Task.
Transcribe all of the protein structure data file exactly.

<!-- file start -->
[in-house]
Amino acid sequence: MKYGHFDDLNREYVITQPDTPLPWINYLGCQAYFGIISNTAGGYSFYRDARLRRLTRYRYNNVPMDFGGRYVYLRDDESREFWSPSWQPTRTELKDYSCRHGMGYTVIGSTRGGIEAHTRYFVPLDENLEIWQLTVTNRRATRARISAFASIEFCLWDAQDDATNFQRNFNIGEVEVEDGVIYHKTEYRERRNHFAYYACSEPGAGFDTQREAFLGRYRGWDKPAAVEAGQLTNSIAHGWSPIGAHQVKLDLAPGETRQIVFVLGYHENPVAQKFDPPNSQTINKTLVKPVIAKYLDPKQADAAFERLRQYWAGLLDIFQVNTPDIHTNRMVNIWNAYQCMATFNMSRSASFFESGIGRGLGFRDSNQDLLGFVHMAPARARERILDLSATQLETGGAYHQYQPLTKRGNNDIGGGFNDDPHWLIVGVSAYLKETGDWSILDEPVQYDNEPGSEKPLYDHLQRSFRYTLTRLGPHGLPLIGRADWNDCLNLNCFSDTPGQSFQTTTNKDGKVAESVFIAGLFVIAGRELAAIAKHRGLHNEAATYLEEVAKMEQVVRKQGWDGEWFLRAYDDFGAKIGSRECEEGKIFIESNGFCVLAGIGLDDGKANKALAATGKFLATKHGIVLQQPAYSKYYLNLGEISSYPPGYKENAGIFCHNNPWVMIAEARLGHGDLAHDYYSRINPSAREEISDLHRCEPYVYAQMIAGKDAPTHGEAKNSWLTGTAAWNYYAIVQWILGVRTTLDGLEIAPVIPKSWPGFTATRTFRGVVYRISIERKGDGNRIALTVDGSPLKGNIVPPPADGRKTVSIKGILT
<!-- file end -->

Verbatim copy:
[in-house]
Amino acid sequence: MKYGHFDDLNREYVITQPDTPLPWINYLGCQAYFGIISNTAGGYSFYRDARLRRLTRYRYNNVPMDFGGRYVYLRDDESREFWSPSWQPTRTELKDYSCRHGMGYTVIGSTRGGIEAHTRYFVPLDENLEIWQLTVTNRRATRARISAFASIEFCLWDAQDDATNFQRNFNIGEVEVEDGVIYHKTEYRERRNHFAYYACSEPGAGFDTQREAFLGRYRGWDKPAAVEAGQLTNSIAHGWSPIGAHQVKLDLAPGETRQIVFVLGYHENPVAQKFDPPNSQTINKTLVKPVIAKYLDPKQADAAFERLRQYWAGLLDIFQVNTPDIHTNRMVNIWNAYQCMATFNMSRSASFFESGIGRGLGFRDSNQDLLGFVHMAPARARERILDLSATQLETGGAYHQYQPLTKRGNNDIGGGFNDDPHWLIVGVSAYLKETGDWSILDEPVQYDNEPGSEKPLYDHLQRSFRYTLTRLGPHGLPLIGRADWNDCLNLNCFSDTPGQSFQTTTNKDGKVAESVFIAGLFVIAGRELAAIAKHRGLHNEAATYLEEVAKMEQVVRKQGWDGEWFLRAYDDFGAKIGSRECEEGKIFIESNGFCVLAGIGLDDGKANKALAATGKFLATKHGIVLQQPAYSKYYLNLGEISSYPPGYKENAGIFCHNNPWVMIAEARLGHGDLAHDYYSRINPSAREEISDLHRCEPYVYAQMIAGKDAPTHGEAKNSWLTGTAAWNYYAIVQWILGVRTTLDGLEIAPVIPKSWPGFTATRTFRGVVYRISIERKGDGNRIALTVDGSPLKGNIVPPPADGRKTVSIKGILT